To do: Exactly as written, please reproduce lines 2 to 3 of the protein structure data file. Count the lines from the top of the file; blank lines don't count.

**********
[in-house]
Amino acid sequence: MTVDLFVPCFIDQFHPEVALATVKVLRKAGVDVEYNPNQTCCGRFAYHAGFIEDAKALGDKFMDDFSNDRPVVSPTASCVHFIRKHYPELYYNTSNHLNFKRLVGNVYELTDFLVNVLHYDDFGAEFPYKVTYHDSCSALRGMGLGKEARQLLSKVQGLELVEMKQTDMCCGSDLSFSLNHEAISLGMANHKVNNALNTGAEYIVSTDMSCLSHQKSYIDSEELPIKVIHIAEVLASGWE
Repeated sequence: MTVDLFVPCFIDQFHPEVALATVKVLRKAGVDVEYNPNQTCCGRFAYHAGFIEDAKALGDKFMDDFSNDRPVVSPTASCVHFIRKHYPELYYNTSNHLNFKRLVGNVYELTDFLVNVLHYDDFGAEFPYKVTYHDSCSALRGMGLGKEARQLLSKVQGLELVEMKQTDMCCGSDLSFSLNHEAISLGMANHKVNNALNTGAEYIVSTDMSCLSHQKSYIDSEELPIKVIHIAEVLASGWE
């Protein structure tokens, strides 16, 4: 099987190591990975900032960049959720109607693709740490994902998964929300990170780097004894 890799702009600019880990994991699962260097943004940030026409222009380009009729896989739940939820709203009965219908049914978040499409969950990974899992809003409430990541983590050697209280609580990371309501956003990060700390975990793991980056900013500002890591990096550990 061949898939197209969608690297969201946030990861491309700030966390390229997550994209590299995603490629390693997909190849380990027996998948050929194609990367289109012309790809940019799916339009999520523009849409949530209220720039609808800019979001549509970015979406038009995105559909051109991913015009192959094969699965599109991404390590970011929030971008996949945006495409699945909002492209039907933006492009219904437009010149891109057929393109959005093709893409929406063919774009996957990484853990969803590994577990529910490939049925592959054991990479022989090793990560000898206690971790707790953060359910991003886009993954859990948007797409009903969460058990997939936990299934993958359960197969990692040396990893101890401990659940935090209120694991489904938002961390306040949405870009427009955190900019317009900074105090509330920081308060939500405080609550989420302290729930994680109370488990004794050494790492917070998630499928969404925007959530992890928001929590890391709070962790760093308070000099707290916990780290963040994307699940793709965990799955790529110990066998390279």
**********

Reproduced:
Amino acid sequence: MTVDLFVPCFIDQFHPEVALATVKVLRKAGVDVEYNPNQTCCGRFAYHAGFIEDAKALGDKFMDDFSNDRPVVSPTASCVHFIRKHYPELYYNTSNHLNFKRLVGNVYELTDFLVNVLHYDDFGAEFPYKVTYHDSCSALRGMGLGKEARQLLSKVQGLELVEMKQTDMCCGSDLSFSLNHEAISLGMANHKVNNALNTGAEYIVSTDMSCLSHQKSYIDSEELPIKVIHIAEVLASGWE
Repeated sequence: MTVDLFVPCFIDQFHPEVALATVKVLRKAGVDVEYNPNQTCCGRFAYHAGFIEDAKALGDKFMDDFSNDRPVVSPTASCVHFIRKHYPELYYNTSNHLNFKRLVGNVYELTDFLVNVLHYDDFGAEFPYKVTYHDSCSALRGMGLGKEARQLLSKVQGLELVEMKQTDMCCGSDLSFSLNHEAISLGMANHKVNNALNTGAEYIVSTDMSCLSHQKSYIDSEELPIKVIHIAEVLASGWE